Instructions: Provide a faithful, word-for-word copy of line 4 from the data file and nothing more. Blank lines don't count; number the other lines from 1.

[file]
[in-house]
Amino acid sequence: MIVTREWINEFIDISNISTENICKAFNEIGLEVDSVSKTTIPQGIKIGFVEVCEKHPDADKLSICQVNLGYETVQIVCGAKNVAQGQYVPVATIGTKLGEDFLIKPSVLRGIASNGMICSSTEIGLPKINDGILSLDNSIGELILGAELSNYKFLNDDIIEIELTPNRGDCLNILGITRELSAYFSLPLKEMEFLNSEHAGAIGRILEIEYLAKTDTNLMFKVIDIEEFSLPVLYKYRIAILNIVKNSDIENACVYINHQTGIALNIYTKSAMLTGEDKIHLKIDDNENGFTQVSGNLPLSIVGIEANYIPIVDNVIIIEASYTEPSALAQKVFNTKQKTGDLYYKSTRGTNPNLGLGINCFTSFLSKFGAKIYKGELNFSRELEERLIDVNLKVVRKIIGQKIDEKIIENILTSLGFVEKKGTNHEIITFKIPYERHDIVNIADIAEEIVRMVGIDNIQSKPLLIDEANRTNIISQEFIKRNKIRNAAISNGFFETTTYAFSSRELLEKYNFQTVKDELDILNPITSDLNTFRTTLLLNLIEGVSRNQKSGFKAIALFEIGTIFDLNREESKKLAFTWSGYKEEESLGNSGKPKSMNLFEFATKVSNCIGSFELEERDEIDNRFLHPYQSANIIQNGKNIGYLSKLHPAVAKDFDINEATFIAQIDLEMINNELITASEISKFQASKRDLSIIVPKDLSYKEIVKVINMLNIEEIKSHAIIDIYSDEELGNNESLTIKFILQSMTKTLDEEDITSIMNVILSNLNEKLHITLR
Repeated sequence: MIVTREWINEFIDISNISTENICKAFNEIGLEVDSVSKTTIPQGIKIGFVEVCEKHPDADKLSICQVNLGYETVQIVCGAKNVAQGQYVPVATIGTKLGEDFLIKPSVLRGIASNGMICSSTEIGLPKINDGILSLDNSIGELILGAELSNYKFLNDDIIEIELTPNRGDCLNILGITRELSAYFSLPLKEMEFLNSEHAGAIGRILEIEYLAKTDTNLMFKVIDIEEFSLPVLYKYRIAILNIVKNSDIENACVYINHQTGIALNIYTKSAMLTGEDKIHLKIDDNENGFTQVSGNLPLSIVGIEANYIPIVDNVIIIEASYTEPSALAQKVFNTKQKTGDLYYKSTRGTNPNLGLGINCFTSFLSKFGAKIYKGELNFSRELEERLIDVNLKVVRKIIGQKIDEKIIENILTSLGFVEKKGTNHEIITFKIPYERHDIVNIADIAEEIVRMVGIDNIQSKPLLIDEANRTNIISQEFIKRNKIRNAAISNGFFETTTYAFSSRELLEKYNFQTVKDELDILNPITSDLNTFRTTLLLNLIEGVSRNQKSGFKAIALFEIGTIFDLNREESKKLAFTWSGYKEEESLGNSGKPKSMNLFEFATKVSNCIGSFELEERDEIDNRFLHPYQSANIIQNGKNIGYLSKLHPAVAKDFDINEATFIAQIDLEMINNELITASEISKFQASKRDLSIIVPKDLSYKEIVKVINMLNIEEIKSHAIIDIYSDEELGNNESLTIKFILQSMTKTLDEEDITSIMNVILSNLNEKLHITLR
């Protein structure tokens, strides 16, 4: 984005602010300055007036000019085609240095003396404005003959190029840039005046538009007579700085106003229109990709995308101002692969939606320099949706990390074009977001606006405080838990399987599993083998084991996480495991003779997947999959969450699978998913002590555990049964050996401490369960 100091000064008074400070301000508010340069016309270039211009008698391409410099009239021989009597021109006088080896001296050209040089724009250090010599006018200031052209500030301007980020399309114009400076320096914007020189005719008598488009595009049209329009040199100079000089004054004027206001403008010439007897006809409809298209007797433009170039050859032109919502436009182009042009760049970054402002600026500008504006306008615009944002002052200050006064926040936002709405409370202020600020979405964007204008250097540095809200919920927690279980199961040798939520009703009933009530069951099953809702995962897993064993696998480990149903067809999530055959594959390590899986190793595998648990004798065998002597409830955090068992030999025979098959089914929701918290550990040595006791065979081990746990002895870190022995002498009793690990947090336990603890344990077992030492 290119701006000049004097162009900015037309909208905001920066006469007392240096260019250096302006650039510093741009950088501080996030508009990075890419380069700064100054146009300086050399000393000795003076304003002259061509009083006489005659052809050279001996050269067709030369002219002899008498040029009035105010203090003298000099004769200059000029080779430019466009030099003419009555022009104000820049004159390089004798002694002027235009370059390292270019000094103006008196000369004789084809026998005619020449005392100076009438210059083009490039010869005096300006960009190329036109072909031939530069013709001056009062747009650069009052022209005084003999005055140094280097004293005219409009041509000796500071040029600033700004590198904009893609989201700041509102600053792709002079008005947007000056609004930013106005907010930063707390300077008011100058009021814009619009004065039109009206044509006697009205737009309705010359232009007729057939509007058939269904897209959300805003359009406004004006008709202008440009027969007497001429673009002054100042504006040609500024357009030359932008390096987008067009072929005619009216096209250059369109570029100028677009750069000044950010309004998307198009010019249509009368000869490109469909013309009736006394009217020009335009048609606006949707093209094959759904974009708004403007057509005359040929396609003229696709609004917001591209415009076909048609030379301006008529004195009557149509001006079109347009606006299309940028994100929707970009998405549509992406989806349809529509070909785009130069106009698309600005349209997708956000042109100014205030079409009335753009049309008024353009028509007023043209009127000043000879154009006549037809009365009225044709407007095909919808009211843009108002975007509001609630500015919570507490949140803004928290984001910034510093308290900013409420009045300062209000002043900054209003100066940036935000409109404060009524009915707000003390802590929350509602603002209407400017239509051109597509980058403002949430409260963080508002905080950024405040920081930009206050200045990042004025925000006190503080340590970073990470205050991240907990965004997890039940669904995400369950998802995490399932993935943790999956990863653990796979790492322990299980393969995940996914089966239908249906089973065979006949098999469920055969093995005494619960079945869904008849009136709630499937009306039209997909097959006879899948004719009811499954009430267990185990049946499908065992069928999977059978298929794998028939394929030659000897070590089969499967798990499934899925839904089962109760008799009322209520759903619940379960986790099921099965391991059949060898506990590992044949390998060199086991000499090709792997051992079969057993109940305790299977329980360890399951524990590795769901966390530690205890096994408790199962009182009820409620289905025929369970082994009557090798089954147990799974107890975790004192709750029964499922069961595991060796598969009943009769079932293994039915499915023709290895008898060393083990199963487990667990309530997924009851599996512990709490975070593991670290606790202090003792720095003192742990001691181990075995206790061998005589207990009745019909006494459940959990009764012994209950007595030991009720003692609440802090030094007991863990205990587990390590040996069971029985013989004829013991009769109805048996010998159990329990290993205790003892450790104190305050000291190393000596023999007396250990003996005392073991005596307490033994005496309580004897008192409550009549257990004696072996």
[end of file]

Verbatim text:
């Protein structure tokens, strides 16, 4: 984005602010300055007036000019085609240095003396404005003959190029840039005046538009007579700085106003229109990709995308101002692969939606320099949706990390074009977001606006405080838990399987599993083998084991996480495991003779997947999959969450699978998913002590555990049964050996401490369960 100091000064008074400070301000508010340069016309270039211009008698391409410099009239021989009597021109006088080896001296050209040089724009250090010599006018200031052209500030301007980020399309114009400076320096914007020189005719008598488009595009049209329009040199100079000089004054004027206001403008010439007897006809409809298209007797433009170039050859032109919502436009182009042009760049970054402002600026500008504006306008615009944002002052200050006064926040936002709405409370202020600020979405964007204008250097540095809200919920927690279980199961040798939520009703009933009530069951099953809702995962897993064993696998480990149903067809999530055959594959390590899986190793595998648990004798065998002597409830955090068992030999025979098959089914929701918290550990040595006791065979081990746990002895870190022995002498009793690990947090336990603890344990077992030492 290119701006000049004097162009900015037309909208905001920066006469007392240096260019250096302006650039510093741009950088501080996030508009990075890419380069700064100054146009300086050399000393000795003076304003002259061509009083006489005659052809050279001996050269067709030369002219002899008498040029009035105010203090003298000099004769200059000029080779430019466009030099003419009555022009104000820049004159390089004798002694002027235009370059390292270019000094103006008196000369004789084809026998005619020449005392100076009438210059083009490039010869005096300006960009190329036109072909031939530069013709001056009062747009650069009052022209005084003999005055140094280097004293005219409009041509000796500071040029600033700004590198904009893609989201700041509102600053792709002079008005947007000056609004930013106005907010930063707390300077008011100058009021814009619009004065039109009206044509006697009205737009309705010359232009007729057939509007058939269904897209959300805003359009406004004006008709202008440009027969007497001429673009002054100042504006040609500024357009030359932008390096987008067009072929005619009216096209250059369109570029100028677009750069000044950010309004998307198009010019249509009368000869490109469909013309009736006394009217020009335009048609606006949707093209094959759904974009708004403007057509005359040929396609003229696709609004917001591209415009076909048609030379301006008529004195009557149509001006079109347009606006299309940028994100929707970009998405549509992406989806349809529509070909785009130069106009698309600005349209997708956000042109100014205030079409009335753009049309008024353009028509007023043209009127000043000879154009006549037809009365009225044709407007095909919808009211843009108002975007509001609630500015919570507490949140803004928290984001910034510093308290900013409420009045300062209000002043900054209003100066940036935000409109404060009524009915707000003390802590929350509602603002209407400017239509051109597509980058403002949430409260963080508002905080950024405040920081930009206050200045990042004025925000006190503080340590970073990470205050991240907990965004997890039940669904995400369950998802995490399932993935943790999956990863653990796979790492322990299980393969995940996914089966239908249906089973065979006949098999469920055969093995005494619960079945869904008849009136709630499937009306039209997909097959006879899948004719009811499954009430267990185990049946499908065992069928999977059978298929794998028939394929030659000897070590089969499967798990499934899925839904089962109760008799009322209520759903619940379960986790099921099965391991059949060898506990590992044949390998060199086991000499090709792997051992079969057993109940305790299977329980360890399951524990590795769901966390530690205890096994408790199962009182009820409620289905025929369970082994009557090798089954147990799974107890975790004192709750029964499922069961595991060796598969009943009769079932293994039915499915023709290895008898060393083990199963487990667990309530997924009851599996512990709490975070593991670290606790202090003792720095003192742990001691181990075995206790061998005589207990009745019909006494459940959990009764012994209950007595030991009720003692609440802090030094007991863990205990587990390590040996069971029985013989004829013991009769109805048996010998159990329990290993205790003892450790104190305050000291190393000596023999007396250990003996005392073991005596307490033994005496309580004897008192409550009549257990004696072996």